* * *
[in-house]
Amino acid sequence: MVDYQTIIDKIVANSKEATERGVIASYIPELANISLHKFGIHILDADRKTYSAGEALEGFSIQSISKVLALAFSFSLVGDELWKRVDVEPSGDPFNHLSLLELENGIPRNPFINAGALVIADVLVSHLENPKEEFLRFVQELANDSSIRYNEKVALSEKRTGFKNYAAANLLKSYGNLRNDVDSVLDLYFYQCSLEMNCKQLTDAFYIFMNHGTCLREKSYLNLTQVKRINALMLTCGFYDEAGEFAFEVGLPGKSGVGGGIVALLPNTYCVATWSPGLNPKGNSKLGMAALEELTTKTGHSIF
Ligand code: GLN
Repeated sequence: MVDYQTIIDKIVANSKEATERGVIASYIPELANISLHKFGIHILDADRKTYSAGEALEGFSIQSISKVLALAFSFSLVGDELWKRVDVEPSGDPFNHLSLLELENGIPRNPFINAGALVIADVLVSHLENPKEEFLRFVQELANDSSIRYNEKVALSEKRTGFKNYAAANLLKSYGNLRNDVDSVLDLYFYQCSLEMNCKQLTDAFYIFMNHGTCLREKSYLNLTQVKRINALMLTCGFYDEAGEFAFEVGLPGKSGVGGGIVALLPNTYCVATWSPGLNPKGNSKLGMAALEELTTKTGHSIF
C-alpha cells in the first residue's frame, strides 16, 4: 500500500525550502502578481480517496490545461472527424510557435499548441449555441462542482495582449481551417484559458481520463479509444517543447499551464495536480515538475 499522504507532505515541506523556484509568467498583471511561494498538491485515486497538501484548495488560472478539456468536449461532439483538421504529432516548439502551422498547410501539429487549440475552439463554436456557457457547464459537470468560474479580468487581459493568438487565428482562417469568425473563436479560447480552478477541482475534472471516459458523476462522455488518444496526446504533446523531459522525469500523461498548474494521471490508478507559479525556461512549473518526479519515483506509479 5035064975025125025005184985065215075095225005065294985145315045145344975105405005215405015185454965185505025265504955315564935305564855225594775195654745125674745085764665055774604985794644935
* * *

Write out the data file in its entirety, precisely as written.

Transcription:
[in-house]
Amino acid sequence: MVDYQTIIDKIVANSKEATERGVIASYIPELANISLHKFGIHILDADRKTYSAGEALEGFSIQSISKVLALAFSFSLVGDELWKRVDVEPSGDPFNHLSLLELENGIPRNPFINAGALVIADVLVSHLENPKEEFLRFVQELANDSSIRYNEKVALSEKRTGFKNYAAANLLKSYGNLRNDVDSVLDLYFYQCSLEMNCKQLTDAFYIFMNHGTCLREKSYLNLTQVKRINALMLTCGFYDEAGEFAFEVGLPGKSGVGGGIVALLPNTYCVATWSPGLNPKGNSKLGMAALEELTTKTGHSIF
Ligand code: GLN
Repeated sequence: MVDYQTIIDKIVANSKEATERGVIASYIPELANISLHKFGIHILDADRKTYSAGEALEGFSIQSISKVLALAFSFSLVGDELWKRVDVEPSGDPFNHLSLLELENGIPRNPFINAGALVIADVLVSHLENPKEEFLRFVQELANDSSIRYNEKVALSEKRTGFKNYAAANLLKSYGNLRNDVDSVLDLYFYQCSLEMNCKQLTDAFYIFMNHGTCLREKSYLNLTQVKRINALMLTCGFYDEAGEFAFEVGLPGKSGVGGGIVALLPNTYCVATWSPGLNPKGNSKLGMAALEELTTKTGHSIF
C-alpha cells in the first residue's frame, strides 16, 4: 500500500525550502502578481480517496490545461472527424510557435499548441449555441462542482495582449481551417484559458481520463479509444517543447499551464495536480515538475 499522504507532505515541506523556484509568467498583471511561494498538491485515486497538501484548495488560472478539456468536449461532439483538421504529432516548439502551422498547410501539429487549440475552439463554436456557457457547464459537470468560474479580468487581459493568438487565428482562417469568425473563436479560447480552478477541482475534472471516459458523476462522455488518444496526446504533446523531459522525469500523461498548474494521471490508478507559479525556461512549473518526479519515483506509479 5035064975025125025005184985065215075095225005065294985145315045145344975105405005215405015185454965185505025265504955315564935305564855225594775195654745125674745085764665055774604985794644935